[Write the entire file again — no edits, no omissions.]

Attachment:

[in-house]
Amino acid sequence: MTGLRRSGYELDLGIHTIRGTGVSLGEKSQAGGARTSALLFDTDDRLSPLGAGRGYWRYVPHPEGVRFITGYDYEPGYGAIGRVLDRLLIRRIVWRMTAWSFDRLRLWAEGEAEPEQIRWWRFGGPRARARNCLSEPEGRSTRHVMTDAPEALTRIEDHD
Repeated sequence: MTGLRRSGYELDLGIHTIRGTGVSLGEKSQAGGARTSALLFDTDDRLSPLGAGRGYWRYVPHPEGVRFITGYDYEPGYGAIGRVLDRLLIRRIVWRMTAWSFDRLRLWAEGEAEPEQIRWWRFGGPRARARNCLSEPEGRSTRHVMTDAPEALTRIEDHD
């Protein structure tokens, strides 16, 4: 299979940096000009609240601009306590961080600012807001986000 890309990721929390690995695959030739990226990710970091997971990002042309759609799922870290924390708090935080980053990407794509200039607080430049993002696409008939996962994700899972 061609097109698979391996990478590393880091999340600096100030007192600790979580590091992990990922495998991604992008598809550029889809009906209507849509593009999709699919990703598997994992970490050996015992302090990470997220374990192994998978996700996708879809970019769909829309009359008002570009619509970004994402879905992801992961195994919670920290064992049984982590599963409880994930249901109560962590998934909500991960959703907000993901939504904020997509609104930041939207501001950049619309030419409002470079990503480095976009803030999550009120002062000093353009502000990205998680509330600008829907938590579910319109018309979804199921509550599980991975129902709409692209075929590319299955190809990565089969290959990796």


[in-house]
Amino acid sequence: MTGLRRSGYELDLGIHTIRGTGVSLGEKSQAGGARTSALLFDTDDRLSPLGAGRGYWRYVPHPEGVRFITGYDYEPGYGAIGRVLDRLLIRRIVWRMTAWSFDRLRLWAEGEAEPEQIRWWRFGGPRARARNCLSEPEGRSTRHVMTDAPEALTRIEDHD
Repeated sequence: MTGLRRSGYELDLGIHTIRGTGVSLGEKSQAGGARTSALLFDTDDRLSPLGAGRGYWRYVPHPEGVRFITGYDYEPGYGAIGRVLDRLLIRRIVWRMTAWSFDRLRLWAEGEAEPEQIRWWRFGGPRARARNCLSEPEGRSTRHVMTDAPEALTRIEDHD
């Protein structure tokens, strides 16, 4: 299979940096000009609240601009306590961080600012807001986000 890309990721929390690995695959030739990226990710970091997971990002042309759609799922870290924390708090935080980053990407794509200039607080430049993002696409008939996962994700899972 061609097109698979391996990478590393880091999340600096100030007192600790979580590091992990990922495998991604992008598809550029889809009906209507849509593009999709699919990703598997994992970490050996015992302090990470997220374990192994998978996700996708879809970019769909829309009359008002570009619509970004994402879905992801992961195994919670920290064992049984982590599963409880994930249901109560962590998934909500991960959703907000993901939504904020997509609104930041939207501001950049619309030419409002470079990503480095976009803030999550009120002062000093353009502000990205998680509330600008829907938590579910319109018309979804199921509550599980991975129902709409692209075929590319299955190809990565089969290959990796």